This is where I’ll open up the floor for discussion, and I’ll happily welcome any and all constructive feedback. Which option would you choose? (And if the answer is “girl, none of them,” I’d love to hear your suggestions!) Will hanging something above the stove make my life a nightmare? (Insert footage here of my sweet boyfriend Dennis, calmly explaining the physics of melting butter and grease to me in an attempt to dissuade me from placing precious art above the stove.) Are some materials, textures, or colors better or easier to maintain than others when it comes to cleaning off kitchen grease? I can’t be the only one who’s struggling here – let’s all help each other out, yeah? HAVE A GREAT WEEKEND – I’ll be looking for your tips in the comments. xx

Opening Image Credits: Photo by Sara Ligorria-Tramp | From: Caitlin’s Long, Dark Hallway Makeover


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202 thoughts on “We’re Shooting Caitlin’s Kitchen In 3 Weeks – But How Are You Supposed to Decorate Above A Stove? (+ 5 Styling Options)

  1. 100% greasy dust will go up and soil whatever is above the stove top. So put things that you can live with getting greasy and dusty between cleanings, or things you use all the time so they are being cleaned frequently. The last option is actually really good as the pots and pans will be used frequently and therefore cleaned often, and the plates and sconce light can be cleaned periodically (I would skip the art though, unless it’s behind a protective sheet of glass). The sconce is a good idea, extra light is always handy when stirring a sauce.

    1. Posted a prior reply w/out reading through the comments. I think people mentioning the shelves being to the left side wall are on to something. I would then put the artwork (w/glass/plexiglass) behind stove, since it is an easy wipe of any splatters w/ a plug-in picture light above artwork. The cord runs behind frame and plugs into artwork.

      1. Yes! totally agree. But instead of a shelf to the left I’d do a vintage medicine cabinet to store spices.

      1. To the medicine cabinet idea, which is genius, I would add a peg rail to the left wall for spoons/spatulas. I hate surface clutter and notice that your old pic had a spoon holder on the stove. But then it’s in the way or you have to walk 4 steps to get to it. I’d much prefer to have it where I need it, and there are some cute options out there (even a rod with a hanging spoon bucket would work). Frees up counter space, looks less cluttered, you don’t have to reach over steam (danger!) to grab a instrument, and as others mentioned- it’s stuff there will be used enough that there’s won’t be added cleaning to keep the grime off.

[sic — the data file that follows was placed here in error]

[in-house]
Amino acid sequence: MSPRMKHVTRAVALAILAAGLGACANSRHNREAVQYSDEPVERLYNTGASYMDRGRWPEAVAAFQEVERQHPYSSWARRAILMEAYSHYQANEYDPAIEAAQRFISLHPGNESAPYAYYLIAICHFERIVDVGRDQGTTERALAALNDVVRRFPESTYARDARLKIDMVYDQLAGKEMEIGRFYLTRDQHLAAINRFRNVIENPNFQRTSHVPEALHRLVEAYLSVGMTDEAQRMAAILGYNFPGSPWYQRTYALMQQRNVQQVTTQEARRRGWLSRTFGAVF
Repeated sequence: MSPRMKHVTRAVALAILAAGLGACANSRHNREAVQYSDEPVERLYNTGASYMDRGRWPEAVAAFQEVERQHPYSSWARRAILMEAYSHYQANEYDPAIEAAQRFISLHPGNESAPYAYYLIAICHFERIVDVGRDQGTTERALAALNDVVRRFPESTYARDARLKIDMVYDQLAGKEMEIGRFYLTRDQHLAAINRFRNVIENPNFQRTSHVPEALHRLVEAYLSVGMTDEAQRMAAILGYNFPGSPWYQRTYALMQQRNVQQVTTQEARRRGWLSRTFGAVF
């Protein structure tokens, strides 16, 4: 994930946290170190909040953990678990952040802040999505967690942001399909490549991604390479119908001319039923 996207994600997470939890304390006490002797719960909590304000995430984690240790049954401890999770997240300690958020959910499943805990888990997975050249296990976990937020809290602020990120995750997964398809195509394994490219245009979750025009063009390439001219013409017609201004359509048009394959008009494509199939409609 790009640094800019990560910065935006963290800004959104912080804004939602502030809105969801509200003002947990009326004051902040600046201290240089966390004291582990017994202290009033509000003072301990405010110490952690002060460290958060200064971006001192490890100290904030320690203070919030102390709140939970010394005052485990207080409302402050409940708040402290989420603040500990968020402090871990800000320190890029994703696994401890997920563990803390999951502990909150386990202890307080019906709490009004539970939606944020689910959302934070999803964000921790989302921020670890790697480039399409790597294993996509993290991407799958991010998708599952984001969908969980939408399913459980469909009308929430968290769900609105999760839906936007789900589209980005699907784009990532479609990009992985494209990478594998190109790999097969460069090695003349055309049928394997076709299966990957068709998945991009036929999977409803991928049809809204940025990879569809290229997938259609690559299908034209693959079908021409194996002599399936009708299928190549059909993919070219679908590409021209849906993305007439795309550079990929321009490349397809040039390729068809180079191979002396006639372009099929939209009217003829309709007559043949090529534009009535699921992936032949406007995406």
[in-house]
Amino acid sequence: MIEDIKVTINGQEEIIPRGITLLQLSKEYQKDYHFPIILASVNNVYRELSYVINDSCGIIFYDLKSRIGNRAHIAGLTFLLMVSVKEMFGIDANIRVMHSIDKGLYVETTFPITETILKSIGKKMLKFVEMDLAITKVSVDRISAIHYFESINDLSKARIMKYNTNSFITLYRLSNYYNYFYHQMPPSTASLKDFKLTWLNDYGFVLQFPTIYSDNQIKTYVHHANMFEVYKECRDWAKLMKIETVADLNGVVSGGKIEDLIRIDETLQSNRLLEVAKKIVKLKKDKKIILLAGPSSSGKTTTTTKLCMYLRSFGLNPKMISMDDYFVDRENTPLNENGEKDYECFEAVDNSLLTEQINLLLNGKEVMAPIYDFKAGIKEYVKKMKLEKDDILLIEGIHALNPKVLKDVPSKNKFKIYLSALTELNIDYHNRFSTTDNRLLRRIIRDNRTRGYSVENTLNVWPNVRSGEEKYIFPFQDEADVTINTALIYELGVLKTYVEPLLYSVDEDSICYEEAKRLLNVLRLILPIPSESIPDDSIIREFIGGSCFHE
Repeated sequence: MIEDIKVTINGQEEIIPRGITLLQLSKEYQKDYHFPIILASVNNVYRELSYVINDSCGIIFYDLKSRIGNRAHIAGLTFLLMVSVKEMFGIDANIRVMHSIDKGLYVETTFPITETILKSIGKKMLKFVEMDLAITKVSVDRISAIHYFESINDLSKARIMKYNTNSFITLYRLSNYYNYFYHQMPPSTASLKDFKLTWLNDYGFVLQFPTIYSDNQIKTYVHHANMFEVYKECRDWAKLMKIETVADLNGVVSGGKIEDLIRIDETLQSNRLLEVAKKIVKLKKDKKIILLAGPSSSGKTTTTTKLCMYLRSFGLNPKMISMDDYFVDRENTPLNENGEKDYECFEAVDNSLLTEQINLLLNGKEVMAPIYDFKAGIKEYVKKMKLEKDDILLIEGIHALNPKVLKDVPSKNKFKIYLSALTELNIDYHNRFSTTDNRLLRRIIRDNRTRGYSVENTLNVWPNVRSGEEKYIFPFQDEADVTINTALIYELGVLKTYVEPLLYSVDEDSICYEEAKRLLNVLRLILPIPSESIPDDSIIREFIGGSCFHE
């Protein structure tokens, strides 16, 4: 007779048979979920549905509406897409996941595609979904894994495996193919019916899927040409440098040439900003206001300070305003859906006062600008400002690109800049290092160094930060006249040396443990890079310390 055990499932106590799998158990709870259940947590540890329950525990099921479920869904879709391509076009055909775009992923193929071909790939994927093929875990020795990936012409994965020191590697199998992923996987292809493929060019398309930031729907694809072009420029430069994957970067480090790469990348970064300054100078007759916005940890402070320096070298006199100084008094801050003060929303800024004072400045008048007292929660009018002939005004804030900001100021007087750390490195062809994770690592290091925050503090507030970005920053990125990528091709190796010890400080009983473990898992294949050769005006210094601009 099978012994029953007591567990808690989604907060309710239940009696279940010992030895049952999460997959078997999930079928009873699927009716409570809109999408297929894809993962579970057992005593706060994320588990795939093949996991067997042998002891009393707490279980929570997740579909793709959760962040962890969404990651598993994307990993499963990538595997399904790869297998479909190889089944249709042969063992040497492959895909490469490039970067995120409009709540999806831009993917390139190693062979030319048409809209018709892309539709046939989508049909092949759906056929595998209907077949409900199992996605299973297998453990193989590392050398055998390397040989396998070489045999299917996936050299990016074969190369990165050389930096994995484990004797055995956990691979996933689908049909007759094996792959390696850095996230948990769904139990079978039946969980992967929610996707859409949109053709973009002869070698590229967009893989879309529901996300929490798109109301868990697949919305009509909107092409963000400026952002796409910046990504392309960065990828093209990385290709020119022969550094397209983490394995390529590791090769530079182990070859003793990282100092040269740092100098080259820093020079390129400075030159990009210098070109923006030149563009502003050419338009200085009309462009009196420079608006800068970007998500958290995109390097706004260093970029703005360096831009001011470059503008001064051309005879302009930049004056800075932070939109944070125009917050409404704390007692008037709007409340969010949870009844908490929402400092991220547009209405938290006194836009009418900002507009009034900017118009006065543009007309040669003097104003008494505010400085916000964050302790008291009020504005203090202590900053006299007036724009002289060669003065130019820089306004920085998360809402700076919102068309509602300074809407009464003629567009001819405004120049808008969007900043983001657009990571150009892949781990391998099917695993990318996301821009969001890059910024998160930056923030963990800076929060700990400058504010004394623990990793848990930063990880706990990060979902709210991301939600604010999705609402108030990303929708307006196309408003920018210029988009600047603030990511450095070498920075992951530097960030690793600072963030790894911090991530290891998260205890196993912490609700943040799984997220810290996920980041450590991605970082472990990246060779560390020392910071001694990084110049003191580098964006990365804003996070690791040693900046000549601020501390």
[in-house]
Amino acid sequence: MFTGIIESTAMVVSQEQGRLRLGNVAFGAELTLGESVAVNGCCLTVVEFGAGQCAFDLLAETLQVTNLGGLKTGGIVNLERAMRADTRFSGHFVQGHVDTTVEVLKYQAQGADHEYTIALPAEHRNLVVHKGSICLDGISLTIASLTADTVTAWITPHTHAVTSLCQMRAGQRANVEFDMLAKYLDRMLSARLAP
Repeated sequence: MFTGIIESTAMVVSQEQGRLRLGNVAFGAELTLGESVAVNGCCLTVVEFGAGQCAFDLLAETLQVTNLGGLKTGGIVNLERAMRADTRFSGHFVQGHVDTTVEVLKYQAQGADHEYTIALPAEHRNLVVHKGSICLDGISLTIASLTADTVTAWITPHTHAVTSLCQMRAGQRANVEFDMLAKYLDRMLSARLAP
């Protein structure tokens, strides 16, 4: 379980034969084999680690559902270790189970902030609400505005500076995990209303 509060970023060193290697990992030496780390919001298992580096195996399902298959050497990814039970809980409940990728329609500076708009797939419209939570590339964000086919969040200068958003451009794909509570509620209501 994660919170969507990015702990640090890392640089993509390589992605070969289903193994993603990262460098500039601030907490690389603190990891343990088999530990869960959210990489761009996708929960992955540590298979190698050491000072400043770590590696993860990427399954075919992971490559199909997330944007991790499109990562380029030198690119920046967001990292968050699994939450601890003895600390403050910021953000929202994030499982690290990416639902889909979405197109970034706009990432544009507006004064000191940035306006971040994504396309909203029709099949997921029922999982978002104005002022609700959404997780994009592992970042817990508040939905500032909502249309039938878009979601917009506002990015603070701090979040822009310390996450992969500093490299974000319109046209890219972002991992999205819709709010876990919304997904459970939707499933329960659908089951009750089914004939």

2. I have an unframed piece of vintage art to one side of our stove/cooktop. One thing I did to protect it was to put several layers of oil painting specific varnish on it before hanging it there. That way it is easier to gently wipe it clean, it is protected by the varnish from absorbing anything else, and, as a bonus, it really revived the colors on the piece too! I wouldn’t do it with anything precious, but its a fun vintage piece that fits right in there.

  2. I would be placing a rangehood above that stove, but then I cook a lot. Shelves would look great. The wallpaper is to die for. Love your home.

    1. Agree with this! Can’t underestimate how much steam and grease will float up from the stove. The wallpaper is genius for that space!

    2. i wonder if that’s a solution better for someone who owns the space vs. just rents

  3. I’d personally go with the pot rack and shelf. Or maybe pot rack and two shelves. Ver functional and a place to style with pretty things. Be careful of any art and frames in the area. The grease and spatter are real. Be sure anything in the area is easy to clean. Smooth hard surfaces, but not a mirror. I think the mirror would always look dirty.

    1. The mirror—totally agree! I have a mirror above my range and it’s one of my least fav things. You look at yourself while cooking and scare yourself, it’s constantly dirty, everyone comments on how odd it is… mine is glued to the wall so is a project to remove (thank you previous owners! Hahaha) but